Schlachman, Belsky, Weiner & Davey, P.A.

Baltimore Law Blog

Last week, this blog discussed how the factual issues can be more complex when a number of different individuals are involved in a car accident. While it was pointed out that more is not always merrier in these situations, this is not always true when it comes to an auto accident.

Sometimes, it is helpful for an injured Baltimore resident if there were more individuals who can be held liable for a car accident. This does not mean more people have to be directly involved in the crash itself. Under the concept of vicarious liability, another person or entity can be held responsible for someone else's negligence.

A good example of this is with employment relationships. When a person is out driving the company vehicle in the course of his or her employment, and negligently causes a car accident, someone who is injured as a result of that person's negligence can not only hold the person accountable in a personal injury lawsuit, but the company as well.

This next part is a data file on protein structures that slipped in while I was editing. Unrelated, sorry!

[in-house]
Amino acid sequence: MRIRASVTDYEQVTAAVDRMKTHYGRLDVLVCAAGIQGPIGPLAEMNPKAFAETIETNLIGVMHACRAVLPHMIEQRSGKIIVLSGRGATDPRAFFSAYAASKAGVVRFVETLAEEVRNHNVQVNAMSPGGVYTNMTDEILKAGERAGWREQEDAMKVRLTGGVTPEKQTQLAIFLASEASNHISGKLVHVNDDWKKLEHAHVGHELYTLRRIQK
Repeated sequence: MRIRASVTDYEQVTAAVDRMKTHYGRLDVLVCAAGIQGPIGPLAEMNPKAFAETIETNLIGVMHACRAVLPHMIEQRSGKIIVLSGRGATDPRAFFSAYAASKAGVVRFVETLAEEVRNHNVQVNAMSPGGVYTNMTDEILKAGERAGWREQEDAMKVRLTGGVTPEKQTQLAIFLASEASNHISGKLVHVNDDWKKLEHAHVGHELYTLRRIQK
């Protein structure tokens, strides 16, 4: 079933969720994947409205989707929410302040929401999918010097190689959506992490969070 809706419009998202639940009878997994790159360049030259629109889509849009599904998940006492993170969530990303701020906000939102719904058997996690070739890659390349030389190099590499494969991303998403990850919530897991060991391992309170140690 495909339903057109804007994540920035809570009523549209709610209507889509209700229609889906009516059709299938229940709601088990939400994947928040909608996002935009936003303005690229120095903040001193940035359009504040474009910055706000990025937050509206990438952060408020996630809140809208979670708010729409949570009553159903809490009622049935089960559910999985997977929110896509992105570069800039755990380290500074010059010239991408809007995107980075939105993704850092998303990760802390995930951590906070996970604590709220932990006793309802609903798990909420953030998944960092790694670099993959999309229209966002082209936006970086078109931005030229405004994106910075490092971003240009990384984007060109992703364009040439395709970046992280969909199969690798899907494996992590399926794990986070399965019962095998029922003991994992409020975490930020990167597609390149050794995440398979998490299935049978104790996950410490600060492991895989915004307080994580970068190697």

There are exceptions to this doctrine, however. For example, if the employee was not acting in the course of his employment at the time of the crash, the employer might be able to successfully resist the application of vicarious liability.

While vicarious liability is common in employment relationships, it is not limited solely to that scenario. For instance, if a person loans his or her car to another individual who is known to be an unsafe driver, there could be vicarious liability on the owner of the vehicle in some states. Once again, the ability to hold the owner responsible will depend heavily on the facts of a particular case.

Ultimately, it helps to have another party on the hook for a negligent driver's conduct, because it provides another source that can be targeted to pay compensation. The negligent driver may not always be able to pay a money judgment, so the ability to go after a third party can sometimes make the difference between getting paid or not getting paid after a judgment is awarded.

Source: Findlaw, "Vicarious liability and negligent entrustment," accessed on March 14, 2015

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